Giovanni van Bronckhorst
Van Bronckhorst pictured in 2012
|Full name||Giovanni Christiaan van Bronckhorst|
|Date of birth||5 February 1975|
|Place of birth||Rotterdam, Netherlands|
|Height||1.78 m (5 ft 10 in)|
|Playing position||Midfielder / Left back|
|1993–1994||→ RKC Waalwijk (loan)||12||(2)|
|2003–2004||→ Barcelona (loan)||34||(1)|
|2010–2011||Netherlands U-21 (assistant manager)|
|2011–2015||Feyenoord (assistant manager)|
* Senior club appearances and goals counted for the domestic league only.
Giovanni Christiaan van Bronckhorst OON (Dutch pronunciation: [d͡ʒijoːˈvɑni vɑn ˈbrɔŋkɦɔrst] ( listen); born 5 February 1975 in Rotterdam), known as Gio in Spain, is a retired Dutch footballer and the current manager at Feyenoord. Formerly a midfielder, he moved to left back later in his career.
During his club career, Van Bronckhorst played for RKC Waalwijk (1993–94), Feyenoord (1994–98), Rangers (1998–2001), Arsenal (2001–03), Barcelona (2003–07) and again Feyenoord (2007–10). He was an instrumental player in Barcelona's 2005–06 UEFA Champions League victory, being in the starting line-up of the final against his old club Arsenal, having played every Champions League match for Barcelona that season.
He earned 106 caps for the Netherlands national team, and played for his country in three World Cups (1998, 2006 and 2010), as well as three European Championships (2000, 2004 and 2008). After captaining the Oranje in the 2010 World Cup final, he was elected into the Order of Orange-Nassau.
- 1 Club career
- 2 International career
- 3 Managerial career
- 4 Career statistics
- 5 Honours
- 6 References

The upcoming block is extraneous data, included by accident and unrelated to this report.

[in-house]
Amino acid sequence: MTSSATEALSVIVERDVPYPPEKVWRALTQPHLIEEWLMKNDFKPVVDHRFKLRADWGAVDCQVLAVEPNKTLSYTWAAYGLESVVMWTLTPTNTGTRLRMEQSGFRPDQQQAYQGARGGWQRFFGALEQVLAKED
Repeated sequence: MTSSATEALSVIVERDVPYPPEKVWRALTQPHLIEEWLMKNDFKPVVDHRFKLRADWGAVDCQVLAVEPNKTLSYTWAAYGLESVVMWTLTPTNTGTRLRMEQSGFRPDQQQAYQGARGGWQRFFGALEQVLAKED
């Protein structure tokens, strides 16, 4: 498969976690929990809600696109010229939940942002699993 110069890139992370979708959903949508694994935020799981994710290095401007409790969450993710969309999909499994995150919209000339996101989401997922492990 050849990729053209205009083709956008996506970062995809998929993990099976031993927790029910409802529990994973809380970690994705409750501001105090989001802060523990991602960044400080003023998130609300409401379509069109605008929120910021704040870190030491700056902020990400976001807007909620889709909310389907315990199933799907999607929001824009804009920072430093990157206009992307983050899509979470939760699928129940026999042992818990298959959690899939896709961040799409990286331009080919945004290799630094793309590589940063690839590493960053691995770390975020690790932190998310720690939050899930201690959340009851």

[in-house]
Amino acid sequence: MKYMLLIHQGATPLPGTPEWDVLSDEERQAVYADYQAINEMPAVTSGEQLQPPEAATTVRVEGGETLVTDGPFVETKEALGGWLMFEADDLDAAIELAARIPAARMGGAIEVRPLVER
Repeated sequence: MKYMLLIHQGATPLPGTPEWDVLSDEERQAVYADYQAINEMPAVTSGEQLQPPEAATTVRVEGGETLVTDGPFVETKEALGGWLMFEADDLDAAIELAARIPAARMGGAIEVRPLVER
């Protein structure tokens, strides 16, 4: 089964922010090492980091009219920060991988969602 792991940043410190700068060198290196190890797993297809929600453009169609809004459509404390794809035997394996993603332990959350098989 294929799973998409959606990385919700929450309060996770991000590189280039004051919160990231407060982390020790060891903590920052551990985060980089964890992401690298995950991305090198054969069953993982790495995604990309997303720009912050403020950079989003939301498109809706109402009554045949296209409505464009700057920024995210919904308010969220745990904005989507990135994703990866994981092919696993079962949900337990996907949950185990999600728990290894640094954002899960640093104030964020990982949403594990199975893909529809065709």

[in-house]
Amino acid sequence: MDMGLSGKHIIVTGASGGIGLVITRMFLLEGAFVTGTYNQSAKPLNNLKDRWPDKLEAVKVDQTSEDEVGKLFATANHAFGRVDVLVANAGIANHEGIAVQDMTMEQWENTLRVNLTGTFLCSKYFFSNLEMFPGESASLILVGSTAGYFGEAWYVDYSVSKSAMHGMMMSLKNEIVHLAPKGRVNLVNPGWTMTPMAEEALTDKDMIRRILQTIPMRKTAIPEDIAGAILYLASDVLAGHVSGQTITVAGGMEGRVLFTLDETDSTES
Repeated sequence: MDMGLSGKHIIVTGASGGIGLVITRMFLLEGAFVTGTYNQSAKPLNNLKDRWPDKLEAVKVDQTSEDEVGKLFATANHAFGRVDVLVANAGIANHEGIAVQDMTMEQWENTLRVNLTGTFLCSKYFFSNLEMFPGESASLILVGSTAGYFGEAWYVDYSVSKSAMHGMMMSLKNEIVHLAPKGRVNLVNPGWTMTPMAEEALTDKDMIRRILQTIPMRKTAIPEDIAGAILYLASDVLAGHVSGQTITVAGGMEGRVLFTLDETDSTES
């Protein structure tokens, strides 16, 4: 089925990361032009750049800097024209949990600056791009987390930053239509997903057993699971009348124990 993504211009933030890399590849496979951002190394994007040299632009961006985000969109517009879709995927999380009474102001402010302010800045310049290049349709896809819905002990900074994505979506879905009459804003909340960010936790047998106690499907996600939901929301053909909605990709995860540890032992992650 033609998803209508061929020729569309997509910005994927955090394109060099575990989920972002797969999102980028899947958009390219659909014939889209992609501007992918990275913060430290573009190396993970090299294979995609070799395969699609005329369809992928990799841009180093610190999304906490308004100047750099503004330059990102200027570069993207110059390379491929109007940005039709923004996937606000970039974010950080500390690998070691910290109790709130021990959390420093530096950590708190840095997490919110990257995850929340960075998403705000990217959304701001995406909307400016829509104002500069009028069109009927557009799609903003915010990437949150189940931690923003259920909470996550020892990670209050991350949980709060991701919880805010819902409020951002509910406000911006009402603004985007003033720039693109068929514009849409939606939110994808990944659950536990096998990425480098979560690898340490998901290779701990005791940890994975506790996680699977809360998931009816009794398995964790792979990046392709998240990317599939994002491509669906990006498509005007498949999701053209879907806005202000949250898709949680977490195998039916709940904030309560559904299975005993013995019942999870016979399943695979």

- 7 External links
Childhood and early career
Van Bronckhorst was born in Rotterdam to Victor van Bronckhorst, an Indonesian-Dutch and Fransien Sapulette, a Moluccan (Indonesia) mother. He began playing for a local amateur youth team in Rotterdam, Linker Maas Oever from the age of six, joining the youth academy at Feyenoord the following year. In 1990, aged 15, the club offered him a professional contract, which he accepted. He won the Dutch Youth League with Feyenoord in 1991, but struggled to break into the first team. He was loaned out to RKC Waalwijk, making his league debut in 1993. He returned to Feyenoord for the 1994–95 season, but was used as a fringe player, making only ten appearances for the club. 1995–96 was his breakthrough season, as he started almost every game for Feyenoord, playing alongside the likes of Regi Blinker and Henrik Larsson.
He also made his debut for the national Olympic team in 1996, although they failed to qualify for the 1996 Olympic Games in Atlanta. He was given his first full international cap in August 1996, being given a starting place by Guus Hiddink in the Oranje's lineup to face Brazil in a friendly at the Amsterdam Arena. He was part of the Netherlands squad for the 1998 World Cup, but did not play during the tournament.
Domestically, with Feyenoord failing to break the PSV-Ajax stranglehold on the Eredivisie for the fourth year in a row, and major players such as Henrik Larsson leaving the team, Van Bronckhorst began to search for a new club. He chose to join up with Dick Advocaat (his former manager at international U-16 and U-18 level) at Rangers, joining the club in 1998, with fees reported to be £5 million, and £5.5 million.
Van Bronckhorst was already a regular international when he signed for Rangers in 1998, joining up with compatriot Dick Advocaat, the Scottish club's new manager. In his first competitive game for Rangers, a remarkable UEFA Cup tie away to League of Ireland side Shelbourne (although played at Tranmere Rovers' Prenton Park), Van Bronckhorst marked his debut with a finely-struck goal, as Rangers came back from 3–0 down to win the match 5–3. Van Bronckhorst went on to score 22 goals for Rangers (13 in the league, three in the Scottish Cup, one in the Scottish League Cup, three in the Champions League and two in the UEFA Cup), mostly as a play-making midfielder of notable skill and subtlety, before joining Arsenal for a fee of £8.5 million, signing a five-year contract.
Arsène Wenger had signed Van Bronckhorst to replace the midfield void, left by the departure of Emmanuel Petit from Arsenal, and he was expected to partner Patrick Vieira in the centre. His period at Arsenal, however, was marked by a cruciate knee ligament injury, which saw him sidelined after only a few months at the club. He did, however, make 21 league appearances as Arsenal won the 2001–02 Premier League.